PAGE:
Posted on Thursday, October 6th, 2011 in Stories
There are still motels — real motels operated by real people who truly care about their guests and their comfort. Mom and Pop places, as we like to call them. And they really are just that. They become our home away from home.
Now back in those days I am describing—when there were no chain motels, no cookie cutter places—we had to make decisions about where to lay our heads at night. When Dad grew weary from driving, he and Mom would scan the shoulders of the road, especially near cities or in little towns. They looked for lodging. Big ribbons of neon helped them make their choice, as did the signs that said refrigerated air, free ice, and a few years later boasted of free TV.
After Dad finally pulled into a motel Mom already was doling out her advice even before he’d cut off the engine. She always told him the same thing. You could count on it. She’d turn to dad and say, ”Please go look at a room first and make sure everything is okay.” That was her code for being sure the rooms were clean and not overrun with roaches.
Dad would go into the office and be gone for a while and then he’d come back and announce, “It’s a good place.” I cannot remember one time ever when he came back and said it wasn’t good. Not once. I also recall some of his choices were borderline or maybe over the line but Mom let it pass and we all survived the night.
I witnessed this ritual hundreds of times during the 1950s and early 1960s before I left home for the Marines and college and to make my way in the world.
I still have memories of many of those grand old motels where I stayed as a boy or later when traveling the Mother Road or one of our other historic highways. I can see the crinkly paper on the water glasses, the bedspreads with embroidered bucking cowboys, the bottle opener mounted on the door frame, the pastel colored tile in the bath.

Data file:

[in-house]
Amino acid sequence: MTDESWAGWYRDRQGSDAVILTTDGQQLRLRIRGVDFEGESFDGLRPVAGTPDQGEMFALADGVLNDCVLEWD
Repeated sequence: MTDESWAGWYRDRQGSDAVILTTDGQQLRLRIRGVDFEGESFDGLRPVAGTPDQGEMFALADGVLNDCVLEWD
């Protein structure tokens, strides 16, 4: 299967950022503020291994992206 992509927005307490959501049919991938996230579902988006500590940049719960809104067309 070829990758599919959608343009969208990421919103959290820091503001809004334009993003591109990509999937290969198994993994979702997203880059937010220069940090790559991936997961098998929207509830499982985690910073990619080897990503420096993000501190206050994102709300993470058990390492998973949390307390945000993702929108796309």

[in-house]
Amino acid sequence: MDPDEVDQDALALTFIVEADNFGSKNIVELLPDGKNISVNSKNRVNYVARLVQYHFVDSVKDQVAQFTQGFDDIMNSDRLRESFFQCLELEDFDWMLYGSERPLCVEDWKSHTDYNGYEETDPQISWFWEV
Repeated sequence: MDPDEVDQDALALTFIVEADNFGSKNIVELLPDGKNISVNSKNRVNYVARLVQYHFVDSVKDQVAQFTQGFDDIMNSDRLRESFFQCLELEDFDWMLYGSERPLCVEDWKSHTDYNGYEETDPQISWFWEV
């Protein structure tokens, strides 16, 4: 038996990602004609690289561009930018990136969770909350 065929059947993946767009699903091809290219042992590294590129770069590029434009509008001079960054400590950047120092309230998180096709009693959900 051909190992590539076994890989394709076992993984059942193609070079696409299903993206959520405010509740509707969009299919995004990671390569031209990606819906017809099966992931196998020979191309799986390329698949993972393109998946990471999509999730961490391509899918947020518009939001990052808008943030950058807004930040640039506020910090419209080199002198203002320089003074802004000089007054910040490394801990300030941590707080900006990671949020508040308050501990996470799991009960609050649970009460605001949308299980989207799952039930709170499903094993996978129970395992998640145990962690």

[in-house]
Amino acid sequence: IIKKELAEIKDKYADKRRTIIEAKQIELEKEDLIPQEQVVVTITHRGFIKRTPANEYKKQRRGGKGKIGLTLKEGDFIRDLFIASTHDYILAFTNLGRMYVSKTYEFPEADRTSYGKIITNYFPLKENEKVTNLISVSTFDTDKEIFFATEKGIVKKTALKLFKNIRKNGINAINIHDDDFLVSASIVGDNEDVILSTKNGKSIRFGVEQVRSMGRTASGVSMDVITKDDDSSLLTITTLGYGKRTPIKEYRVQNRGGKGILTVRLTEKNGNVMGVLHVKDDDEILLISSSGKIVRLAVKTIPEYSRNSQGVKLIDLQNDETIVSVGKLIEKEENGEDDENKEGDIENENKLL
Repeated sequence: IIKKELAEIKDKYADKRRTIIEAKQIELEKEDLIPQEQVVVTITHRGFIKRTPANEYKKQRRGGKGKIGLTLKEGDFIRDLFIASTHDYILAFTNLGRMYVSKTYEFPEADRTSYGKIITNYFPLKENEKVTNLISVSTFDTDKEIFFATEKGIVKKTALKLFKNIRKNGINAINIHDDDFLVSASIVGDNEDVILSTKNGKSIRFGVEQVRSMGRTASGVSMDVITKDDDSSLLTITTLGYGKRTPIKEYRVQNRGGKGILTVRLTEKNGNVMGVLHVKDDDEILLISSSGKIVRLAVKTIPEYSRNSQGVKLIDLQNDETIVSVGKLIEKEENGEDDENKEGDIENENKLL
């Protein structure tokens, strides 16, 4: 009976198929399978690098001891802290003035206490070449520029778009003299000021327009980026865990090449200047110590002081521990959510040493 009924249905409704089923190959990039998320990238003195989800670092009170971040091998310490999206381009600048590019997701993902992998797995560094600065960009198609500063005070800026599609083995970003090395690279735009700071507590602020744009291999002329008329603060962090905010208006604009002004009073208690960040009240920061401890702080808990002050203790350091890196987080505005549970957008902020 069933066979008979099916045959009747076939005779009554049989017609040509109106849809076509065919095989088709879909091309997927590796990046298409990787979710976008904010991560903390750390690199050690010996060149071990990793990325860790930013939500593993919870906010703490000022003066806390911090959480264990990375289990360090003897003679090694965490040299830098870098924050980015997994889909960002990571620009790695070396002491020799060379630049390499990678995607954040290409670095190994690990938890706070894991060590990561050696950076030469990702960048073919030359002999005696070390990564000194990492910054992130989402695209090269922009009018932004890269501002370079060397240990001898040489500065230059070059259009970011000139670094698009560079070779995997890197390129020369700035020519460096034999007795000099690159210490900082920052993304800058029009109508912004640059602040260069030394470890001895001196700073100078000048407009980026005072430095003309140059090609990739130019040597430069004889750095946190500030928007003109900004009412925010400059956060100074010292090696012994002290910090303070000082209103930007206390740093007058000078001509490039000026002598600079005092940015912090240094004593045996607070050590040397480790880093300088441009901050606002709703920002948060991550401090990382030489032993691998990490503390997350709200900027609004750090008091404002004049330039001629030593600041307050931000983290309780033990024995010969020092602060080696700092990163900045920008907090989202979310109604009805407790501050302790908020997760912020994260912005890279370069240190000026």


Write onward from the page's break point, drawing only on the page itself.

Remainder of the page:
Some of my favorite motels were in Oklahoma. From Quapaw to Texola, I have had occasion to check into some of the old road’s best and a few that need a little help.
In Oklahoma — with 410 miles of old highway, more Route 66 miles than any of the eight states it flows through — far too many motels are derelict or abandoned. Many of these properties have become junkyards, car lots, or flophouses.
Many owners simply do not care. They would rather sell the properties to a developer to build yet another strip center or a chain eatery.
Today at least 3,000 motels along the entire route in all eight states are in various states of repair or disrepair.
This has to stop and has to stop now. Right now. We cannot save them all, but by God we have to save at least examples of the motels, cafes, curio shops and other commercial archaeology from all the layers, all the incarnations of Route 66. We owe it to ourselves, to the public, to the many travelers who flock to the varicose old road. We owe it to our kids and grandkids and to future travelers.
Remember that this highway— including the long stretch running through Oklahoma — is a true mirror of the nation. Like all roads, Route 66 and what takes place on it reflect our society and culture. That includes the good, the bad, the ugly, the holy, the shades of gray, and the cold hard truth of life. That has always been the case. That has always been a fact. That will never change.